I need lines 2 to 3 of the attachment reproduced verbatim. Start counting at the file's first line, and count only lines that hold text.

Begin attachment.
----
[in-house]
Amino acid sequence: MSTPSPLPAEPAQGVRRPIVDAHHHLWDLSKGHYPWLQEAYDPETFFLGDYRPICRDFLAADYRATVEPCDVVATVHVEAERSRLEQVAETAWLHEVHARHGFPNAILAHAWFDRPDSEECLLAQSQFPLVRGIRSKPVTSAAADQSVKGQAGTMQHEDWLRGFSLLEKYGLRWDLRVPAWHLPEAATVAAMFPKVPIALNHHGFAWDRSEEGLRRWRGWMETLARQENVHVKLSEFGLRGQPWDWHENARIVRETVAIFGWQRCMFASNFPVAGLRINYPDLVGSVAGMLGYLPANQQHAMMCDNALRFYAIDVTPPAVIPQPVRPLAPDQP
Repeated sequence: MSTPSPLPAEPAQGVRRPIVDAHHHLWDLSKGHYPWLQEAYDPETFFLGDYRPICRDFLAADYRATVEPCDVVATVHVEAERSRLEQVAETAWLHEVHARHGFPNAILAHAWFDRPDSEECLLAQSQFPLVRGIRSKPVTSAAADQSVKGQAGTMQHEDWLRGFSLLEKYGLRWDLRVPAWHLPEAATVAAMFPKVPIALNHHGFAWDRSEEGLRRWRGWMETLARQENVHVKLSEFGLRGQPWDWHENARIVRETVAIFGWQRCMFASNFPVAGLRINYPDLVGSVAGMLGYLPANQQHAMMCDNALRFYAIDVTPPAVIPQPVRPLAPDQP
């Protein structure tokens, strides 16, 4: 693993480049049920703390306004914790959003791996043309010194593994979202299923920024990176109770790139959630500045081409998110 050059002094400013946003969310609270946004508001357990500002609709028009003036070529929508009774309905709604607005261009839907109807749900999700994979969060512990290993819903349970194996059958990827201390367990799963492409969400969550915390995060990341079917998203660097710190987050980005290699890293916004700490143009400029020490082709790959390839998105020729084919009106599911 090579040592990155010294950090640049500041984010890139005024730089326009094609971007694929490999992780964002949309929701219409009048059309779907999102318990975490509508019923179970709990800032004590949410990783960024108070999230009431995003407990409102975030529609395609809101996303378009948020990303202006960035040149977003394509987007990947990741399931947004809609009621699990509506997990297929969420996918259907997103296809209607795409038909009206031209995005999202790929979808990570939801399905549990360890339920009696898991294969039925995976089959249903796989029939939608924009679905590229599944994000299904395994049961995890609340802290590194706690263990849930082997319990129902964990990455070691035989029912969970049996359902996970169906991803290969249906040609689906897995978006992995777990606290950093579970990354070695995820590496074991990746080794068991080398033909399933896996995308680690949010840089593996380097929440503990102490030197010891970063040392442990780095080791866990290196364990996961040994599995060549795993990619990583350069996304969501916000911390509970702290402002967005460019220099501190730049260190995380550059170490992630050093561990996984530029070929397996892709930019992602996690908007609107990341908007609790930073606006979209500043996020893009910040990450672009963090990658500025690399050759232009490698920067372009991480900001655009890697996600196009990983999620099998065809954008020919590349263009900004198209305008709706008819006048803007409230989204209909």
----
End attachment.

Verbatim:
Amino acid sequence: MSTPSPLPAEPAQGVRRPIVDAHHHLWDLSKGHYPWLQEAYDPETFFLGDYRPICRDFLAADYRATVEPCDVVATVHVEAERSRLEQVAETAWLHEVHARHGFPNAILAHAWFDRPDSEECLLAQSQFPLVRGIRSKPVTSAAADQSVKGQAGTMQHEDWLRGFSLLEKYGLRWDLRVPAWHLPEAATVAAMFPKVPIALNHHGFAWDRSEEGLRRWRGWMETLARQENVHVKLSEFGLRGQPWDWHENARIVRETVAIFGWQRCMFASNFPVAGLRINYPDLVGSVAGMLGYLPANQQHAMMCDNALRFYAIDVTPPAVIPQPVRPLAPDQP
Repeated sequence: MSTPSPLPAEPAQGVRRPIVDAHHHLWDLSKGHYPWLQEAYDPETFFLGDYRPICRDFLAADYRATVEPCDVVATVHVEAERSRLEQVAETAWLHEVHARHGFPNAILAHAWFDRPDSEECLLAQSQFPLVRGIRSKPVTSAAADQSVKGQAGTMQHEDWLRGFSLLEKYGLRWDLRVPAWHLPEAATVAAMFPKVPIALNHHGFAWDRSEEGLRRWRGWMETLARQENVHVKLSEFGLRGQPWDWHENARIVRETVAIFGWQRCMFASNFPVAGLRINYPDLVGSVAGMLGYLPANQQHAMMCDNALRFYAIDVTPPAVIPQPVRPLAPDQP